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Verse 12. As touching our brother Apollos. Tindal renders this, "To speak of brother Apollo." In regard to Apollos, See Barnes "1 Co 1:12".


His will was not at all to come at this time. It is probable that there were matters which detained him, or which required his presence in Ephesus. It is not known why Apollos had left Corinth, but it has been supposed that it was on account of the dissensions which existed there. For the same reason he might not be induced to return there while those dissensions lasted, and there might be employment which he had where he then was which rendered his presence there important. The Latin fathers say that Apollos did after this return to Corinth, when the religious differences had been settled.— Bloomfield. It is probable that the Corinthians had requested, by the messengers who carried their letter to Paul, that either he or Apollos would come and visit them. Paul states, in reply, that he had endeavoured to prevail on Apollos to go, but had not succeeded.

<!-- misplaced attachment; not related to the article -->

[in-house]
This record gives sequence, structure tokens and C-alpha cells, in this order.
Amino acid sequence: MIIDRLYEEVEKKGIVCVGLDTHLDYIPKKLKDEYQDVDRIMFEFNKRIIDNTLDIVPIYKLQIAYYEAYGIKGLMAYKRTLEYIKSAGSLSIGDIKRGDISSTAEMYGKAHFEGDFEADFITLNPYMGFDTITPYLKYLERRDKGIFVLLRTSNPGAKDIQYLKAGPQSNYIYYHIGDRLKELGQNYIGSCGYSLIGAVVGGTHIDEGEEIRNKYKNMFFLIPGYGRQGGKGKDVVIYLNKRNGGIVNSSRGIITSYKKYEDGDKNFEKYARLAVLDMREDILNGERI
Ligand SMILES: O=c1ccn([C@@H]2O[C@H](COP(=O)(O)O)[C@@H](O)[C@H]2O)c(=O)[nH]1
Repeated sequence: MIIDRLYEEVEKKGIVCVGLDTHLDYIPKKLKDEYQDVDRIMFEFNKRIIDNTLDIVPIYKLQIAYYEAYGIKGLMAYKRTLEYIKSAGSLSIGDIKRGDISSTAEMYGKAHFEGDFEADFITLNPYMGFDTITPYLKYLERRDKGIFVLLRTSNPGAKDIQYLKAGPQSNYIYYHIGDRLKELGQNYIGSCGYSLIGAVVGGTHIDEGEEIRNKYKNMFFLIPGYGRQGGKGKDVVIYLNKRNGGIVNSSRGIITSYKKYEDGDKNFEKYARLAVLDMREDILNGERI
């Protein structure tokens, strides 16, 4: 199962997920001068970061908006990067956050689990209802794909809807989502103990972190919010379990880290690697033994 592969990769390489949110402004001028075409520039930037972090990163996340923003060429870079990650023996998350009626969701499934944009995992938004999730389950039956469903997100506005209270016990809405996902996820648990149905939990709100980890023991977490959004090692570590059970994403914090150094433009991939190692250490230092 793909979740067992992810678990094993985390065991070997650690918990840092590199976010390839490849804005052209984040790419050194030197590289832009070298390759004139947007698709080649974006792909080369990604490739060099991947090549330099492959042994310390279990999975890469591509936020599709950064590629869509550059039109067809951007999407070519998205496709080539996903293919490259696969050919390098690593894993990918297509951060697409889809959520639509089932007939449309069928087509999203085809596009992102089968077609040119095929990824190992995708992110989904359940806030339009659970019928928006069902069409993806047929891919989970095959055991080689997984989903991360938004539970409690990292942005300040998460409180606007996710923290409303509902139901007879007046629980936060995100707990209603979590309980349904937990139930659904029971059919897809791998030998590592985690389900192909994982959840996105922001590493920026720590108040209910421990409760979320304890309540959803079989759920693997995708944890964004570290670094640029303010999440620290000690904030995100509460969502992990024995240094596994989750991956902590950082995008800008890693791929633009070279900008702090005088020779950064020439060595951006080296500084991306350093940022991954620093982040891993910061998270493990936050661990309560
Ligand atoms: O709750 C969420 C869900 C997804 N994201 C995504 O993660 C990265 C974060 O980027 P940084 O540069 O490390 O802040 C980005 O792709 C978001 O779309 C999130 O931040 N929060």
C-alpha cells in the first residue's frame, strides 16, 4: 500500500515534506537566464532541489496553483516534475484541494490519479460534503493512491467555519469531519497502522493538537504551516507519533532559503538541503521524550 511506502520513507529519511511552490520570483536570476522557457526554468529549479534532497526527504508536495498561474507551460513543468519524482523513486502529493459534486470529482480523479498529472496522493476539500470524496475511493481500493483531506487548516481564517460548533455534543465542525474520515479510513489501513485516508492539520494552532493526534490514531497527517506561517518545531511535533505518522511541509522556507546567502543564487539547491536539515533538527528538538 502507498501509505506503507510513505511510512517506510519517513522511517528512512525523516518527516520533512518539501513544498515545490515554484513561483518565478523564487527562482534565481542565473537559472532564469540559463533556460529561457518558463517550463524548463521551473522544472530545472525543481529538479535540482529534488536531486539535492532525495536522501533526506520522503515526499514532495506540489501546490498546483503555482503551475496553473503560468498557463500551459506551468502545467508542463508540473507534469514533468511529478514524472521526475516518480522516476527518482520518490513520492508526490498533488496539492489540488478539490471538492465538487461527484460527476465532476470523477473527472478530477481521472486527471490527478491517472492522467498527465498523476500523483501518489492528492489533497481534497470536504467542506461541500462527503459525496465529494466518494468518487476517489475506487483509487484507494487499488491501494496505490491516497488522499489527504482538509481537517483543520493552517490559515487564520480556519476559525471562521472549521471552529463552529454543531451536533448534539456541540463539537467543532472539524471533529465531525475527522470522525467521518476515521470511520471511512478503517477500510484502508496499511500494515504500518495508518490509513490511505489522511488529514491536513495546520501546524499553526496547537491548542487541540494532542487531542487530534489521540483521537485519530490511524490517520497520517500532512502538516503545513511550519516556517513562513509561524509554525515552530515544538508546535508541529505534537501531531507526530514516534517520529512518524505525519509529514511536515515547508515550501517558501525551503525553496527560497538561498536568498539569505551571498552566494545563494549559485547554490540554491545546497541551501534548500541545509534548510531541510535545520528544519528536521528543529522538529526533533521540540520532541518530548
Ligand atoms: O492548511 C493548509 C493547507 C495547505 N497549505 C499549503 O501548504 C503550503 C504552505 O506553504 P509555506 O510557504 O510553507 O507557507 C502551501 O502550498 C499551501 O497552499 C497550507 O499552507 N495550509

He will come when he shall have convenient time. The Greek word means, when he should have leisure, or a good opportunity. He might then be engaged; or he might be unwilling to go while their contentions lasted. They had probably (1 Co 1:12) endeavoured to make him the head of a party, and on that account he might have been unwilling to return at present among them. But Paul assures them that he designed to come among them at some future time. This was said probably to show them that he still retained his affection for them, and had a tender solicitude for their peace and prosperity. Had this not been said, they might, perhaps, have inferred that he was offended, and had no desire to come among them.

{g} "Apollos, I greatly" 1 Co 1:12

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